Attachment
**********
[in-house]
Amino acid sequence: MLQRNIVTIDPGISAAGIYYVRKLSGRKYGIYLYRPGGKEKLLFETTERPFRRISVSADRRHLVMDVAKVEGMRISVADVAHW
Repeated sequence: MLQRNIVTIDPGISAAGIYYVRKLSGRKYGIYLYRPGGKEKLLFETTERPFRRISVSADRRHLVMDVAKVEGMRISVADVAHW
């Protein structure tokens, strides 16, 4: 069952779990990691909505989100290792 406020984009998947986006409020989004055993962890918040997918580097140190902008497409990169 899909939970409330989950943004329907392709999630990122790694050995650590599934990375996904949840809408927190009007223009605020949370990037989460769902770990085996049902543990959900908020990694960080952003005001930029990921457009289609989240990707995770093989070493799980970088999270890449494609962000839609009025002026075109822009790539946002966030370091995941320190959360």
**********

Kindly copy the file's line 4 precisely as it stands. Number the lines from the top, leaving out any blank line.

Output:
């Protein structure tokens, strides 16, 4: 069952779990990691909505989100290792 406020984009998947986006409020989004055993962890918040997918580097140190902008497409990169 899909939970409330989950943004329907392709999630990122790694050995650590599934990375996904949840809408927190009007223009605020949370990037989460769902770990085996049902543990959900908020990694960080952003005001930029990921457009289609989240990707995770093989070493799980970088999270890449494609962000839609009025002026075109822009790539946002966030370091995941320190959360």